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Schull and Skibbereen Passenger brake van

by Doc

If only I had known about the Irish 3 foot narrow gauge, I might well have chosen to go for 45mm gauge track. For some reason beyond my imagination, whenever i look at 45mm track, it just looks wrong to me. If you think of the inherent increase in stability that ciomes with those 13mm more, in sheer enginering terms it seems now to be almost a 'no-brainer'. Ah well!
Two years into this fabulous hobby of ours, I am beginning to wise up in so many ways. I hardly dare tell about the mish-mash of locos and stock I bought when I knew so much less than I do now. I may dump loads of it at the AGM member to member stall.
The first glimmer of light came when I realised that my greatest enjoyment comes from building stock from kits. The first step was a cluster of Brandbright four plank coal wagons, followed by 6 pretty but more or less useless Binnie plastic GVR open wagons. Useless? Well, they are to run. No gravitas,. even with a load, and three linkers, every one. All they do now is act as a fetching cast of extras, parked in a siding, their axles rusting like Billy-oh!
Next came rake of 5 Brandbright Premier Panelled, coaches, bought in one fell swoop at last year's AGM. They were a treat to make, they run like a dream and I still love them even though I made them. Now, that was a breakthrough, I can tell you. Here they sit, gladdening my eyes,all liveried to my taste, all fitted with John Campbell's chopper couplings (No more bath chain for me. What never? Well.....hardly ever!)
Building a Lady Anne that worked was followed by building a coal fired Robert which didn't (until I found why, ionly last week). For a while, I plunged myself more into what I felt I could do; making buildings and stuff.
I had met the redoubtable John Campbell at the AGM and at Llanfair and admired his open cattle wagons but I thought they were only good for 45mm gauge. It was blessed Neil Ramsey who encouraged me to ring John and talk to him about the potential for conversion. 'Not a problem', says John and told me how to go about it. I made a pair and like them a lot. I even found a way of creating a false load of beast for them and managed to offend the hippie tendency in the group.


The 'problem' is these splendid cattle wagons stick out from the rest of my goods tat like a sore thumb. Now I 'had' to look at ways of increasing my goods stock to be compatible. That led me to Atropos, and I have become a firm fan.
I never quite grasped why Atropos kits were so much more expensive than....well IP, for example. Three words. Chalk and cheese. The quality of the materials, the fabulous, copious instruction sheets with full scale drawings  and best of all, the oddity and difference of the subject matter. I mean to say, how many of you have a semi-covered wagon?  The whole catalogue is oddball.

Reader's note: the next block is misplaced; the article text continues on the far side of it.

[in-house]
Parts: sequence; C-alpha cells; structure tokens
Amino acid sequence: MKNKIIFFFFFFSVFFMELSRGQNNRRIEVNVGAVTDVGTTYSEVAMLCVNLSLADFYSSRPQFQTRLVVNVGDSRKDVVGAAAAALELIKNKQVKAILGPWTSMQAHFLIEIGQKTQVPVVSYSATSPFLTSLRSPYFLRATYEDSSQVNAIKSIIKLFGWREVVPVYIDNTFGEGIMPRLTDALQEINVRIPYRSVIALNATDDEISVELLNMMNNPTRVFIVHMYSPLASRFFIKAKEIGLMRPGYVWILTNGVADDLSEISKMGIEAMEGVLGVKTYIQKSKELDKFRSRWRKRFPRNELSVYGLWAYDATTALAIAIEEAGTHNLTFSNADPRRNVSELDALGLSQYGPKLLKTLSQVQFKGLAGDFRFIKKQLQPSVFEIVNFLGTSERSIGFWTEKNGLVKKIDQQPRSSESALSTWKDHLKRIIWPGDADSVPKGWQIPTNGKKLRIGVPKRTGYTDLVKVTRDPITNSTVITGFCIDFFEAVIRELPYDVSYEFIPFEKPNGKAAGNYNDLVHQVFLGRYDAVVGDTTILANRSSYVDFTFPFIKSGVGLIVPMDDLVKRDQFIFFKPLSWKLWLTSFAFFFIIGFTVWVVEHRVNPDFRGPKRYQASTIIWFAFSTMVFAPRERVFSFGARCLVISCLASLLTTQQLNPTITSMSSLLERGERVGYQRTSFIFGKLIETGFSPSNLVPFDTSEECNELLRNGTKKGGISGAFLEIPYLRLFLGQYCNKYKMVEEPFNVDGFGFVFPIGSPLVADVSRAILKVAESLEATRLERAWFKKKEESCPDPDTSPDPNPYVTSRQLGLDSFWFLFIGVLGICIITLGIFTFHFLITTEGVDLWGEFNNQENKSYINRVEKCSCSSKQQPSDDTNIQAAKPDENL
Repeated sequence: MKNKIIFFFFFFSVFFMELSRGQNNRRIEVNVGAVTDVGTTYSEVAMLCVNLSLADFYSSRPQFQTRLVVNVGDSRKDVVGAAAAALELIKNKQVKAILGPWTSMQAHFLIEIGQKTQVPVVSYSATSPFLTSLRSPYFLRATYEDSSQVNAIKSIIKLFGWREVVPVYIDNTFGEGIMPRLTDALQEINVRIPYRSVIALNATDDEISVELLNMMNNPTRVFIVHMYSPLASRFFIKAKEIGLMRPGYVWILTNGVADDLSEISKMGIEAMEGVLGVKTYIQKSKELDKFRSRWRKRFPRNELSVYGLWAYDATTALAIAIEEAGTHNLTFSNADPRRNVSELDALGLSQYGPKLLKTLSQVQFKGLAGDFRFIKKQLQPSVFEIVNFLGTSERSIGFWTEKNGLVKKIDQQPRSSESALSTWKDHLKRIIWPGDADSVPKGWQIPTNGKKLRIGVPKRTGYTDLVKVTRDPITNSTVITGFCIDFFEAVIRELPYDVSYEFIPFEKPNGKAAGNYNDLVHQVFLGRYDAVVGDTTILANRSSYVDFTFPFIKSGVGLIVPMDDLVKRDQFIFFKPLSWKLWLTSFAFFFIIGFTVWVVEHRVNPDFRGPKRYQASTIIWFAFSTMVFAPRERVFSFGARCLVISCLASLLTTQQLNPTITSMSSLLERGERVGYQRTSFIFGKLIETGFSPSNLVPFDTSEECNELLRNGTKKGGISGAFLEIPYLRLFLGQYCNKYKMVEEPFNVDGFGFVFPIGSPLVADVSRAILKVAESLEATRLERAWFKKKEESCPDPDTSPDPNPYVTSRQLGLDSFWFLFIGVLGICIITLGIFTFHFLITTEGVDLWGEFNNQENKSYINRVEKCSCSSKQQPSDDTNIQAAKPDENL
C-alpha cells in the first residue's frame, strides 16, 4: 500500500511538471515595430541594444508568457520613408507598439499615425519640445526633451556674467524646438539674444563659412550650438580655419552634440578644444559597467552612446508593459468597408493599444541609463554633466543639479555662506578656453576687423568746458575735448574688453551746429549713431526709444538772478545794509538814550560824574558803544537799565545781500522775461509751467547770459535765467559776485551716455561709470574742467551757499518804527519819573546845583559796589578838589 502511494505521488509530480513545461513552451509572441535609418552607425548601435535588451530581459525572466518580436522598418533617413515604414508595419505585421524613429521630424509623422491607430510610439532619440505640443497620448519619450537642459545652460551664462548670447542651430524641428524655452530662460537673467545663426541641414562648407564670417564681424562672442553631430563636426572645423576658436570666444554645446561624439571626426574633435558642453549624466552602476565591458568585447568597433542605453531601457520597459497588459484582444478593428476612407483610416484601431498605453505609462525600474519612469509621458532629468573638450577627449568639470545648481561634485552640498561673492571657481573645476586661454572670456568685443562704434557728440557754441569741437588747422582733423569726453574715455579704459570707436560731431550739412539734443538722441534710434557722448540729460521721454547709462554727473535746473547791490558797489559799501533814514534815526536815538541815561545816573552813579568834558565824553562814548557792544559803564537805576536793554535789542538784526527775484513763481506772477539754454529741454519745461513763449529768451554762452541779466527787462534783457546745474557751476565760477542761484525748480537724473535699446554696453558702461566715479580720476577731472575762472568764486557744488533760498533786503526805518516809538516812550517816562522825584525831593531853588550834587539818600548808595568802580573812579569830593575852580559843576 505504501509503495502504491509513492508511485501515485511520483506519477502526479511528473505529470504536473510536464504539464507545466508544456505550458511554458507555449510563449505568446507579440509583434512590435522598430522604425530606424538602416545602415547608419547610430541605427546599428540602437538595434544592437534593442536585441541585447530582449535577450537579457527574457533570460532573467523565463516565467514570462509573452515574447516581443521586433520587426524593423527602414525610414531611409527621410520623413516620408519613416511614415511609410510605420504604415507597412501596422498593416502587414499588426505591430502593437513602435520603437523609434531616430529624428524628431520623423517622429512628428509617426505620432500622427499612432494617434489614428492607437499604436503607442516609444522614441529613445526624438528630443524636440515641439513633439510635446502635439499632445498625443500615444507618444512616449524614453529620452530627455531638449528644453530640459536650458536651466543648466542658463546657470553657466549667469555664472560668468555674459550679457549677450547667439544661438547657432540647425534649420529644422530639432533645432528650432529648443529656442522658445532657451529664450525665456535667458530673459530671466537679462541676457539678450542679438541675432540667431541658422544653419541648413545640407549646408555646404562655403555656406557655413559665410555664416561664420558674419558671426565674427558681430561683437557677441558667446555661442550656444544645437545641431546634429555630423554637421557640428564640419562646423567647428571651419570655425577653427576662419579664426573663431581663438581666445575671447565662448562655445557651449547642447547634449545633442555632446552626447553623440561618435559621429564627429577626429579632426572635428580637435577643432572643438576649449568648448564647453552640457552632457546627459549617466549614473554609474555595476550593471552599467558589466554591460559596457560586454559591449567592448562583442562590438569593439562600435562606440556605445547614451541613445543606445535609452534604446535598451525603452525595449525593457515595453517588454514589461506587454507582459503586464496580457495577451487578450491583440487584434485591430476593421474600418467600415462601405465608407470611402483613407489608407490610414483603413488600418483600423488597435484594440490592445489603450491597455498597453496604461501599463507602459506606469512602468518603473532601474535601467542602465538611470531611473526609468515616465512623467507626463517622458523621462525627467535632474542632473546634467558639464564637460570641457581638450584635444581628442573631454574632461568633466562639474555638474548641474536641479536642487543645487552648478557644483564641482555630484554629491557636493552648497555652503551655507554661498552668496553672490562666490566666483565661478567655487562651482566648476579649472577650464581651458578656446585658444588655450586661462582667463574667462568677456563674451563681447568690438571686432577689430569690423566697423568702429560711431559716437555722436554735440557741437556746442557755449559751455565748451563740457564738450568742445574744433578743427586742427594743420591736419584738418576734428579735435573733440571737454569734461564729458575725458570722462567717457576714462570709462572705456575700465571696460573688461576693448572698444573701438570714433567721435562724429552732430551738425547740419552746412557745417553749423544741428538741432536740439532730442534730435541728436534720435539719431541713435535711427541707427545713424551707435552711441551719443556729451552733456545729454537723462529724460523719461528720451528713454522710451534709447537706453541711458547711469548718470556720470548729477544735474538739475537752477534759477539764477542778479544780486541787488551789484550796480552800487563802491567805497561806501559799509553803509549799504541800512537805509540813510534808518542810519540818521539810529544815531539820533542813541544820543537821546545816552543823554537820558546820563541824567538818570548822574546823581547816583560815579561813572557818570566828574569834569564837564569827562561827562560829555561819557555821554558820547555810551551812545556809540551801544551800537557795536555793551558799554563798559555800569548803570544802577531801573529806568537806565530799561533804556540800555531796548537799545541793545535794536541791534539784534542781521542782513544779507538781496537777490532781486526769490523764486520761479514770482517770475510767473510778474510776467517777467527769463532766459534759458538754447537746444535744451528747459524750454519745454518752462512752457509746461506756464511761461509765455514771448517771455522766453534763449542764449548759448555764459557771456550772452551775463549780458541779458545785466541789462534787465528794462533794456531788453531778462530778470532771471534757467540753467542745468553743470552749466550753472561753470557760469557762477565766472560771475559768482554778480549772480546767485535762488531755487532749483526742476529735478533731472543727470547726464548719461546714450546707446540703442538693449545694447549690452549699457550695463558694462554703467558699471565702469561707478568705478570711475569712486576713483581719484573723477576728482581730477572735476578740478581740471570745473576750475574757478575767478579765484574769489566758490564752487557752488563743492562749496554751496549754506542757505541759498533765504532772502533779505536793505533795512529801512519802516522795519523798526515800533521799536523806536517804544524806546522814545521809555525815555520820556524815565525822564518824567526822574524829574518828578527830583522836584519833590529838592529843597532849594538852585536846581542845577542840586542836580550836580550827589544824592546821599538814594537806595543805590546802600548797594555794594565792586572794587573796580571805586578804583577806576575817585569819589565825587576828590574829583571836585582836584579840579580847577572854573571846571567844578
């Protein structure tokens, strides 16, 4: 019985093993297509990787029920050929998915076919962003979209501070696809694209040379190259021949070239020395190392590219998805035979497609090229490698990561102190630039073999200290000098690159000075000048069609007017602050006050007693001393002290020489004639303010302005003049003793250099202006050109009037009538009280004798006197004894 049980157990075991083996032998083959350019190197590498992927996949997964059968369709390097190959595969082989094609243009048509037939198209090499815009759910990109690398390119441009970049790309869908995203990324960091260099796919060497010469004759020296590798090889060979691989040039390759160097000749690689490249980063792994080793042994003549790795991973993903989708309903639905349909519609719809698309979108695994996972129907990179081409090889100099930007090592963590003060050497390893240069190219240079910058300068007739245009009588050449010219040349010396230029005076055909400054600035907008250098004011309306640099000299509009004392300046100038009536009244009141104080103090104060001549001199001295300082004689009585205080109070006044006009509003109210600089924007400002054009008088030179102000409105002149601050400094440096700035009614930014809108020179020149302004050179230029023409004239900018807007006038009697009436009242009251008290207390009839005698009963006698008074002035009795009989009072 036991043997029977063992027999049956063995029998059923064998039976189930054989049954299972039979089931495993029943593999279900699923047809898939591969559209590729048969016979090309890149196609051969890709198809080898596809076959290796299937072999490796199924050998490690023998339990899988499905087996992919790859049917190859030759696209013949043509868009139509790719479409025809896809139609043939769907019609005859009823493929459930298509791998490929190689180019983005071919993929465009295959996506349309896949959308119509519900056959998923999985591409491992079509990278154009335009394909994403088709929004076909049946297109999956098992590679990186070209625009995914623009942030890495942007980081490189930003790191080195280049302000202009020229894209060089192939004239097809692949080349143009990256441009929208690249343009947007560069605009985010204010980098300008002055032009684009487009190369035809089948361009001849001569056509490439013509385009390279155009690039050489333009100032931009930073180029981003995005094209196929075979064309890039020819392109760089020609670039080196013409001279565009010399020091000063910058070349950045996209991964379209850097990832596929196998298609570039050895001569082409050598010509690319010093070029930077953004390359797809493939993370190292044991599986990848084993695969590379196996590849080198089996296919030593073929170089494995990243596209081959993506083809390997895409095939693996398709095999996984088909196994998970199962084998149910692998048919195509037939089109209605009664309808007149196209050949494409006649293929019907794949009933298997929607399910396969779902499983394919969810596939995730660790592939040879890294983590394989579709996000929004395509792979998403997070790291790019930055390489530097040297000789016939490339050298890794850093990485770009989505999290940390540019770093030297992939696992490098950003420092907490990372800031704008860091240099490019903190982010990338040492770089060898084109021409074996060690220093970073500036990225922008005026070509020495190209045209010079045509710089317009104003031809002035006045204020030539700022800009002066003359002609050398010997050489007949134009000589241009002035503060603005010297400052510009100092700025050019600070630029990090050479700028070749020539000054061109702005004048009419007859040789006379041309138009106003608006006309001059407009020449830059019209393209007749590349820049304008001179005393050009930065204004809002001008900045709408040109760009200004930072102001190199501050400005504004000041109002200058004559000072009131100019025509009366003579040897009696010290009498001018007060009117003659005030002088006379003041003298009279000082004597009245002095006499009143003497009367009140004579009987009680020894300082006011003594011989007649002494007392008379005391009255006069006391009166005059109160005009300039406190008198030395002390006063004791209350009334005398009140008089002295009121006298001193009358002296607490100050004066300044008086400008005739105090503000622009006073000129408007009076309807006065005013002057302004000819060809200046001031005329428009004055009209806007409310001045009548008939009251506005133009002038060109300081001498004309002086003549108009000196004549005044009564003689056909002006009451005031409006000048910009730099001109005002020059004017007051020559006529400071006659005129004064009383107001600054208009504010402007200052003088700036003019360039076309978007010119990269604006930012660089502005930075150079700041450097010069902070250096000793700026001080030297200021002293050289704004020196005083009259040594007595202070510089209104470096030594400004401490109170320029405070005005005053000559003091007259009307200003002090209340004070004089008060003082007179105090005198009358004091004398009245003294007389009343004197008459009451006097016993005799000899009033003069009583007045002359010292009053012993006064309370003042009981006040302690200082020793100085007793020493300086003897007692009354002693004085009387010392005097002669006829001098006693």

What a fine beast it is! The doors open and are secured with a swinging bar. The tarp is tied on with ropes. I chose to roof the ends with corrugated iron as so many of the prototypes used to be. Now, here's a thing.  I'm starting to model prototypes. That's new for me; before these wagons, I was modelling other peoples' models.
Now, I start to think that it would be a travesty to put these fine characters cheek by jowl with a rotten, bog standard guard's van when it really ought to be bog-Irish. Thankfully, Atropos do a Schull and Skibbereen No 54 passenger guard's van with sliding doors. You can even hinge the end doors if you like to. Better still, as an extra, Atropos will supply the highly characteristic gas generators for the roof, if a pair of oil lamps are not enough. I was totally unable to resist those.
I used the original livery which, as it happens, matches the crimson lake of my Directors' saloon. It could do with a touch more weight so I will load it with crates and put a dollop of lead between the wheels underneath.
So, does it come up to snuff as a model of a prototype?  Well, I posed mine more or less exactly as the one in the illustration, just to see. Despite it being a passenger brake van, it is obvious that it did service with goods stock or mixed, so I'm happy as Larry.

Atropos version, the effect only spoiled by conversion to 32mm and using 24mm wheelsets to unify the couplings
In addition, to my eye, the beading is too fat and the gas generators on the roof too big. The scribing of the planking could be deeper too.  I shall put some lettering on but haven't decided yet whether to call it No 54 or number it as for the DLR.
Now, for a go at building that curved roof corrugated engine shed I think to stand as a carriage shed